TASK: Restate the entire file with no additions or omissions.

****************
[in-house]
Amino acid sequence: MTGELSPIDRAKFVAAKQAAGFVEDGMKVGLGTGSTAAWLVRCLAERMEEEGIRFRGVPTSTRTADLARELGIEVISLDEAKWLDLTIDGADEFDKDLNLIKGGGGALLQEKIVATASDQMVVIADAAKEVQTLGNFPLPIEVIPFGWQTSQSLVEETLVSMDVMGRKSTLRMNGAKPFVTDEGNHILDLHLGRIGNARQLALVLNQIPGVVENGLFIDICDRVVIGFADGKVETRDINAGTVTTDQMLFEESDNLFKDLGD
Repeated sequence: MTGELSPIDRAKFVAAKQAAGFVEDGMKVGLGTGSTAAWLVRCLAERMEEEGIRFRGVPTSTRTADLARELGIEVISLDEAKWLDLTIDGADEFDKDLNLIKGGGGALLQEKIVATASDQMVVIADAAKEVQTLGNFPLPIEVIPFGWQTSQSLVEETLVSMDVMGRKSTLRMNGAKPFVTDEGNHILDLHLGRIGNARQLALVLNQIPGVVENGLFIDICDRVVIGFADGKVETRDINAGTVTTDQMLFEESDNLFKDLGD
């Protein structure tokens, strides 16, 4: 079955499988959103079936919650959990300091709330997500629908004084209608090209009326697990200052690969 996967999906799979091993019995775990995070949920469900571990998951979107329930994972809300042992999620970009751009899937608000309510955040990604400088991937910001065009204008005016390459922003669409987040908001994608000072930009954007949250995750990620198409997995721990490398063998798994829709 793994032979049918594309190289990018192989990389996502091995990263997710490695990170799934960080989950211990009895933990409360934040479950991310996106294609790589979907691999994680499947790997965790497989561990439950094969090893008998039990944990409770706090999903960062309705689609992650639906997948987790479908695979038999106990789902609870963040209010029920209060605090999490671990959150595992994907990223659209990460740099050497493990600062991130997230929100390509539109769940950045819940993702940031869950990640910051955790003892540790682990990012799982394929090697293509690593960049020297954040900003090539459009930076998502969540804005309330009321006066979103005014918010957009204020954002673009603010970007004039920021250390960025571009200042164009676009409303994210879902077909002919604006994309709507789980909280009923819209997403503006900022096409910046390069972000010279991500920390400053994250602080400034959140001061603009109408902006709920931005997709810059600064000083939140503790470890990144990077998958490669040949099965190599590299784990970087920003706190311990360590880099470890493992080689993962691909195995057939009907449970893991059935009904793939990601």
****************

[in-house]
Amino acid sequence: MTGELSPIDRAKFVAAKQAAGFVEDGMKVGLGTGSTAAWLVRCLAERMEEEGIRFRGVPTSTRTADLARELGIEVISLDEAKWLDLTIDGADEFDKDLNLIKGGGGALLQEKIVATASDQMVVIADAAKEVQTLGNFPLPIEVIPFGWQTSQSLVEETLVSMDVMGRKSTLRMNGAKPFVTDEGNHILDLHLGRIGNARQLALVLNQIPGVVENGLFIDICDRVVIGFADGKVETRDINAGTVTTDQMLFEESDNLFKDLGD
Repeated sequence: MTGELSPIDRAKFVAAKQAAGFVEDGMKVGLGTGSTAAWLVRCLAERMEEEGIRFRGVPTSTRTADLARELGIEVISLDEAKWLDLTIDGADEFDKDLNLIKGGGGALLQEKIVATASDQMVVIADAAKEVQTLGNFPLPIEVIPFGWQTSQSLVEETLVSMDVMGRKSTLRMNGAKPFVTDEGNHILDLHLGRIGNARQLALVLNQIPGVVENGLFIDICDRVVIGFADGKVETRDINAGTVTTDQMLFEESDNLFKDLGD
């Protein structure tokens, strides 16, 4: 079955499988959103079936919650959990300091709330997500629908004084209608090209009326697990200052690969 996967999906799979091993019995775990995070949920469900571990998951979107329930994972809300042992999620970009751009899937608000309510955040990604400088991937910001065009204008005016390459922003669409987040908001994608000072930009954007949250995750990620198409997995721990490398063998798994829709 793994032979049918594309190289990018192989990389996502091995990263997710490695990170799934960080989950211990009895933990409360934040479950991310996106294609790589979907691999994680499947790997965790497989561990439950094969090893008998039990944990409770706090999903960062309705689609992650639906997948987790479908695979038999106990789902609870963040209010029920209060605090999490671990959150595992994907990223659209990460740099050497493990600062991130997230929100390509539109769940950045819940993702940031869950990640910051955790003892540790682990990012799982394929090697293509690593960049020297954040900003090539459009930076998502969540804005309330009321006066979103005014918010957009204020954002673009603010970007004039920021250390960025571009200042164009676009409303994210879902077909002919604006994309709507789980909280009923819209997403503006900022096409910046390069972000010279991500920390400053994250602080400034959140001061603009109408902006709920931005997709810059600064000083939140503790470890990144990077998958490669040949099965190599590299784990970087920003706190311990360590880099470890493992080689993962691909195995057939009907449970893991059935009904793939990601």